2019 EU Summer School for Secondary School Teachers

The European Union, Trump and China: Whose World Order? Where Does Australia Stand? Two years after the Brexit vote and Trump’s victory in the race for the White House, what is the status of the rules-based global order

Facing continuing disruption within its own borders as well as difficult negotiations with the United Kingdom (UK), the European Union (EU) has continued to be a leader in promoting ordered international relations, and has continued to pursue new arrangements for European Integration. In parallel and at times in concert, China has begun to outline its own version of a rules-based global order.    

This summer school on the EU seeks to bring out the issues faced in contemporary Europe and address their consequences and possible solutions. Increasingly, the issues confronting the EU are shared with other nations, as the EU leaders respond to, and seek to shape, a globalising world in which relationships with countries in other parts of the world matter. Australia has a stake in these matters not only in the current negotiations for a Trade Agreement with the EU but also in working with a potentially separate UK. What might all of this mean for our region?

A two-day intensive program for teachers of:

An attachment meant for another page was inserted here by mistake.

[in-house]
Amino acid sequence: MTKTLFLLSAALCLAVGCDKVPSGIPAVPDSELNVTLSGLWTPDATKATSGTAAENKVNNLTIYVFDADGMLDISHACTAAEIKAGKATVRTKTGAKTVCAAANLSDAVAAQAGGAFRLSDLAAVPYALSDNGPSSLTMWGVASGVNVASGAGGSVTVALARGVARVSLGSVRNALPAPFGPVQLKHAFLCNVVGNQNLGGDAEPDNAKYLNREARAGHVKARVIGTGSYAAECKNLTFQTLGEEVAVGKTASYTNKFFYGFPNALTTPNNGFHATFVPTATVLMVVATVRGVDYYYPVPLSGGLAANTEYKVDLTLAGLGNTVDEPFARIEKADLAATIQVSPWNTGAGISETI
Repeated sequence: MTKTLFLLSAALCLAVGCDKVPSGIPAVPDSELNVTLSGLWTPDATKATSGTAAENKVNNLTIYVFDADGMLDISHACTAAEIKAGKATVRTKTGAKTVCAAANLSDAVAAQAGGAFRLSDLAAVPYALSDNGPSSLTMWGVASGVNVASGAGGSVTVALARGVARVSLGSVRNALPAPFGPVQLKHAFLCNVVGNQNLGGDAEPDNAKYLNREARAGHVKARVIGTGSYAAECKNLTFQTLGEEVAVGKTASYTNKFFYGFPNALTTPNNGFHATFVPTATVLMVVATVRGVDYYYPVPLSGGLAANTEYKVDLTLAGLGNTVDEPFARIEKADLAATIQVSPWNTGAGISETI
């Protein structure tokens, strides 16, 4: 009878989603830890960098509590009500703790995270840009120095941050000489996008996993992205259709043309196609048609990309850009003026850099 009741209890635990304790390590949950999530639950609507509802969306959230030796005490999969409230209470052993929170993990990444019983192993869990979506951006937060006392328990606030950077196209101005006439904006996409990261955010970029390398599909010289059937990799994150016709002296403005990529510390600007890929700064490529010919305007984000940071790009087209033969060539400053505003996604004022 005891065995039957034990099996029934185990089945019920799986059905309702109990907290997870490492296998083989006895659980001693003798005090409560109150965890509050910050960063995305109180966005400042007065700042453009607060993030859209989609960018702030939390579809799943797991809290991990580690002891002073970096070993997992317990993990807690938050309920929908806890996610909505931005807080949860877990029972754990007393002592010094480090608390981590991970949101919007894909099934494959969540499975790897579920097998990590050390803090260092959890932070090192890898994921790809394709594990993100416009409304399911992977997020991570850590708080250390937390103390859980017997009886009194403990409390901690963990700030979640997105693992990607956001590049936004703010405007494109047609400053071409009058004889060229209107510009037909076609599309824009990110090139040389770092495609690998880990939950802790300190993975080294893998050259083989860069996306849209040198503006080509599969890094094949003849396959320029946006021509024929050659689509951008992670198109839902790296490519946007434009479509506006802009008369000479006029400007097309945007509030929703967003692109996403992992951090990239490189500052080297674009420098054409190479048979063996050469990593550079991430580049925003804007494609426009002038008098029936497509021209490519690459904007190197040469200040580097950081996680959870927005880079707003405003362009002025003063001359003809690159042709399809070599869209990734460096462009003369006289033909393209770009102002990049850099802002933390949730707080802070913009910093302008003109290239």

• History
  • Global/international politics
  • Social and cultural studies
  • Economics
  • European languages

The 2019 European Studies Summer School offers a unique opportunity to engage with diverse expert speakers on topics that complement secondary school curricula. There will be 2 days of interaction at the Immigration Museum, supported by access to online resources and seminars to follow up on our conversations.

Day 1: The EU and the rules-based global order in 2019

Day 2: Directions for a future EU and its relationship with Australia

Detailed program available late 2018

Themes covered

  • A crash course in European institutions: the who, what and where of how the EU operates
  • What does the EU stand for in the new world? How does it relate to China? What will the UK do?
  • How will Australia manage its relationships with the EU and with the United Kingdom?

The program features interactive sessions with senior academics and practitioners, an interdisciplinary approach, and multiple case studies which can support learning in classroom settings.

Participation will involve a small fee of $66 for the two days to assist in covering the necessary costs involved, including a copy of the new book edited by Bruno Mascitelli and Bruce Wilson (2018) ‘So Distant, So Close’: Australia and the European Union in the 21st Century.


  • Swinburne University of Technology, Melbourne
  • European Union Centre at RMIT University, Melbourne
  • University of Sydney
  • Immigration Museum, Melbourne

With support from the Jean Monnet program of the European Commission.

Tickets for this event are $66. Limited travel/ accommodation bursaries will be available for interstate or country travel.

For more information contact:

Dr Sophie DiFrancesco-Mayot
European Union Centre at RMIT
Telephone: +61 3 9925 8214
Email: eucentre@rmit.edu.au
Website: rmit.edu/eucentre  


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